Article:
One of the common complaints that you often hear about livestream performances is that they lack that ‘excitement’ you get while being shoulder-to-shoulder with a room full of fans. Although I’m somewhat biased, I think nowhere is this truer than in the world of metal, where so much of the live experience is fuelled by the energy of the crowd. Despite being unable to call for any circle pits, we have seen a number of groups from the genre take to virtual stages to present raucous live performances to their fans at home. Most notably, in September 2020 Wacken Open Air reinvented itself as a virtual show. The latest band to adopt to the virtual transmission of live performance is none other than British metal band, Architects.
On course to release their ninth studio album, the group have secured themselves as favourites among the genre’s biggest followers and have become known, in recent years, for their groove-laden riffs and crushing breakdowns. Having worked with the band during their previous Holy Hell tour, Production Manager, Kenny Macleod was familiar with the musicians and their longstanding touring crew. “I was brought in to start pulling the pieces together for this show two months prior to the recording,” the PM began. Admittedly, this was quite a long lead-time, the PM explained that working during COVID-19, where vendors, suppliers, travel agents and venues are on reduced hours made for a “slow and drawn-out” process.
This was not Macleod’s first experience with a livestream show, having PMed for Scottish band, Mogwai’s performance due to be aired later this year, as well as collaborating with electro singer, Elisabeth Elektra. “This particular project with Architects is by far the most ambitious livestream I have had the pleasure of working on,” he explained.
“We were hoping to bring all the excitement and energy of an Architects show to the livestream, with production values that rival most live concert DVDs,” he explained, outlining the initial brief from the band. “We have all seen other livestreams during 2020 and, while some were inspiring, it was clear that we could do something really special that could stand alone as an excellent show.”
Production Designer, Paul McAdams made use of the vast space, creating a high-energy design to showcase the venue and ensure viewers watching the livestream could experience that same live energy from behind their screens. Tech support in visual department came from PRG, which supplied lighting, rigging, disguise media servers and LED for the performance, which was livestreamed globally by Veeps.
PRG shares a longstanding relationship with the camp, having provided a video and lighting package for the band’s prior European tour. “Jackson Warner from PRG has been integral to Architects choosing PRG as their go-to AV supplier,” explained Macleod. “He came in initially as a video operator and has toured extensively with the band since then as part of our core crew. His knowledge of our desires allowed us to move between Paul’s ideas and the restrictions due to time and budget, and end up with the compromises we need in order to deliver on time and on budget.”
Martin by Harman Sceptron LED fixtures were used to create a flown triangular set-piece, which was situated above the band. These were also used to edge the band’s risers. To complete the look, PRG supplied the lighting floor package, which comprised PRG Icon Edges, GLP JDC1s, Ayrton MagicBlade Rs and TMB Solaris Flares, as well as ROE Visual CB5mm LED panels, which made up the video wall.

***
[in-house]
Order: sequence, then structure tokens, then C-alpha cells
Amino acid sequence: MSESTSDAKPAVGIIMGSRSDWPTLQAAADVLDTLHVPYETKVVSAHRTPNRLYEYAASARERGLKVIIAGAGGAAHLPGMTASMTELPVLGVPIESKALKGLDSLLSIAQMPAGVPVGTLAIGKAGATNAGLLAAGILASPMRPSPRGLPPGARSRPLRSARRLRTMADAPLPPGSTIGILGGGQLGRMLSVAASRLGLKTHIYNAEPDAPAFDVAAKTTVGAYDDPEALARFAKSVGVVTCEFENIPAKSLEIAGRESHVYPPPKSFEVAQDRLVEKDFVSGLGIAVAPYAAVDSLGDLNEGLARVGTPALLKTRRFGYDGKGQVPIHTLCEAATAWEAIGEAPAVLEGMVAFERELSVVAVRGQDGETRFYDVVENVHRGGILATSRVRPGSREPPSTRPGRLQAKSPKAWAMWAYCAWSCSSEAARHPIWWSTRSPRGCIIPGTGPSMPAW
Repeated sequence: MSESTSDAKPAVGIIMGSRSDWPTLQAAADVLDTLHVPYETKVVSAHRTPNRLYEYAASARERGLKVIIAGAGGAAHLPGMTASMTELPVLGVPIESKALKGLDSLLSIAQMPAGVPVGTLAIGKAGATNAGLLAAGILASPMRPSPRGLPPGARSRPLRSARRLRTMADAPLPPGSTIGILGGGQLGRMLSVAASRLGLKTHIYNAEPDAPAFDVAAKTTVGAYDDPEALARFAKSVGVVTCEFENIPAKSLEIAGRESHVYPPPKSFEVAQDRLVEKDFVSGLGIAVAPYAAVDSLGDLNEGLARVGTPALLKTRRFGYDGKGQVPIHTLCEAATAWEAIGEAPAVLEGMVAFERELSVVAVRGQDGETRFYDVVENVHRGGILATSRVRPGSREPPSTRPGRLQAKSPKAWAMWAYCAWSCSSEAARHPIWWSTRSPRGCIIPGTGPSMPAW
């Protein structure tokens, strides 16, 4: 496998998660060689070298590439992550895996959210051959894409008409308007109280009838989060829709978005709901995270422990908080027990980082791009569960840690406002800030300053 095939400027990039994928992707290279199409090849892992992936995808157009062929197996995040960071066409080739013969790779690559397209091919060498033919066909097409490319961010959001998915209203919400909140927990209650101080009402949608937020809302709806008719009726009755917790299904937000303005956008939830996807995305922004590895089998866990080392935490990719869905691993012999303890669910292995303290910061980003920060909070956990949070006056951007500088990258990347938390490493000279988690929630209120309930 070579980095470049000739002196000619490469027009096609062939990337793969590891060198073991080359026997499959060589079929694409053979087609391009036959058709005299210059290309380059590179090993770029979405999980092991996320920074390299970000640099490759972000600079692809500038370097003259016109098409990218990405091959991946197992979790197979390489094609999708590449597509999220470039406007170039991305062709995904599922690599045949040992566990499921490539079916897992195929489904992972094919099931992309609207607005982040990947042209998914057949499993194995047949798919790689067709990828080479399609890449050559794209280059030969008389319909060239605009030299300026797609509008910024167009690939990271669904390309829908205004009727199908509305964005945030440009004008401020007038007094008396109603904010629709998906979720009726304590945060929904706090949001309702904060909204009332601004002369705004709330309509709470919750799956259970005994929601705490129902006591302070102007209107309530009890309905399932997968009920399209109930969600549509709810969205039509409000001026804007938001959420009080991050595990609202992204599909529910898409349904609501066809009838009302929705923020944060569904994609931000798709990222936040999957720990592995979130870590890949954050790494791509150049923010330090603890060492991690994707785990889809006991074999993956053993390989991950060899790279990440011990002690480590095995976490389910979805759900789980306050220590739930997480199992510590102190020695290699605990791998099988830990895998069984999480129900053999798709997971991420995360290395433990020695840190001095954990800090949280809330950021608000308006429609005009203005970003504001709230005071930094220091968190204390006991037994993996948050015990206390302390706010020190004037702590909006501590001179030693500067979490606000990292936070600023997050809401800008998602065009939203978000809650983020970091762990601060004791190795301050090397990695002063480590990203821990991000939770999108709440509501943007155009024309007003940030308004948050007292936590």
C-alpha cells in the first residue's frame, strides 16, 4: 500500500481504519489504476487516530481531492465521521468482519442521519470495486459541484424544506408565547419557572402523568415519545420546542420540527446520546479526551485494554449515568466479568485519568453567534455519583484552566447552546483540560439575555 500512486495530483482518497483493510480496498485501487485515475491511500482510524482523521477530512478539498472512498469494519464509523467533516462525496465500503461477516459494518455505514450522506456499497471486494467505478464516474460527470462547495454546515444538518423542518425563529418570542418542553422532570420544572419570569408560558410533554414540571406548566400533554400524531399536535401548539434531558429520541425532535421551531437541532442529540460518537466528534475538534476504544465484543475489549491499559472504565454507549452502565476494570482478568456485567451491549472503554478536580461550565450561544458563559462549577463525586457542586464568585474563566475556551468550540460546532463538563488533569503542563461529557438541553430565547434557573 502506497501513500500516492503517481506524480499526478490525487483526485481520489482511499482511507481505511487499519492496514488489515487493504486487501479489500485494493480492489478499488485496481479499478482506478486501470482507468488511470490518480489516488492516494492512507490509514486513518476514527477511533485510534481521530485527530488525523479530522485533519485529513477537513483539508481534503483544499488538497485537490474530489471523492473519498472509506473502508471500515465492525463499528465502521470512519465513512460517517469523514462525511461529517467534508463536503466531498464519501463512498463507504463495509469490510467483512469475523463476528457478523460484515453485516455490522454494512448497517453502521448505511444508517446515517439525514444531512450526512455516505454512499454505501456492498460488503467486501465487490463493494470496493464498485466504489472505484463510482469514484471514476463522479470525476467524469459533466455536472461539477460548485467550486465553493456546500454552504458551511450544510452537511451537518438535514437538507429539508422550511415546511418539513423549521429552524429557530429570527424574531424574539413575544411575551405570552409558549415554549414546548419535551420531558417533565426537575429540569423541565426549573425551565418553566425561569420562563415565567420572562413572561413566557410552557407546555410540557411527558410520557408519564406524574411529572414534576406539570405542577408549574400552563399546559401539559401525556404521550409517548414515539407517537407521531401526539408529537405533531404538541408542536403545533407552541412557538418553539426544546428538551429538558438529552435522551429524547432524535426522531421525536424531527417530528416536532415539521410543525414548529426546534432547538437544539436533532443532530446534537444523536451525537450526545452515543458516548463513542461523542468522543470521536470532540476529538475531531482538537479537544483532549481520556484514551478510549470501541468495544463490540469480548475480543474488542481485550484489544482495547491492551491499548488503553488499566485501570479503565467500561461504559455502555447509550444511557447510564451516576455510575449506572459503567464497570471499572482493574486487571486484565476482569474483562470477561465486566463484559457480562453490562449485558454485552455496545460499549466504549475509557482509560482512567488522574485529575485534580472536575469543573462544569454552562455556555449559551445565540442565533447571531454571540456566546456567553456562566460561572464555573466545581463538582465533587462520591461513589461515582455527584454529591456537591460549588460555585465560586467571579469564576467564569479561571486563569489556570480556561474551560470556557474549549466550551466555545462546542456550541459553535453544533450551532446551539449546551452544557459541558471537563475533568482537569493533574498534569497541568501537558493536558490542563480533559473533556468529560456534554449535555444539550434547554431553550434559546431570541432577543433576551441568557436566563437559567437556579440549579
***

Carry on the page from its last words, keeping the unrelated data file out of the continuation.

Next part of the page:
SSE Audio provided an audio and riser package, with trucking courtesy of Fly By Nite – both of which have previously worked with the band. Stage Miracles provided local crew for the load-in and out.
To keep the consistency and feel of the band’s live shows, the full touring family was also brought back for the Royal Albert Hall performance, including their FOH Sound Engineer, Jonny Burgan, who moved to recording duties for the show.
“As the show marked the start of a new album campaign, it required the same pre-production as would be required if we were doing a full run of shows,” stated Macleod. “From video wall footage synchronisation, to IEM monitoring presets for the new songs and a full new lighting and set design, there was plenty to be getting on with.”
Along with these numerous obligations, there was further preparation of health and safety considerations to make the show a COVID-19 secure environment. “I felt that it was important to understand industry best practices, so I put myself through the Safe Sets COVID Awareness training and the full COVID Supervisor course from First Option Training,” stated Macleod. With the learned knowledge, both the PM and representative of the venue, Jane Colenutt, were able to put together a plan for the shoot.
All the teams were housed in ‘sub-bubbles’ with everyone who had been working with the band in rehearsals in one bubble then the film crew, vendors and production in their own. “Working in masks all day takes some getting used to,” stated Macleod, adding: “If it gets us back to work, it’s a small price to play.”
Macleod concluded by giving his final thoughts on the performance. Although very happy with the show, he admitted that he hoped he didn’t have to resort to another livestream for Architects and that “we can get back out there with an audience sooner rather than later”.
Speaking late last year, he concluded: “I have another livestream before the end of the year and have just finished an ambitious livestream with another band. While livestreams have become the ‘new norm’, there is no replacement for the excitement of a physical audience.”
This article originally appeared in issue #257 of TPi, which you can read here.
Photos: Ed Mason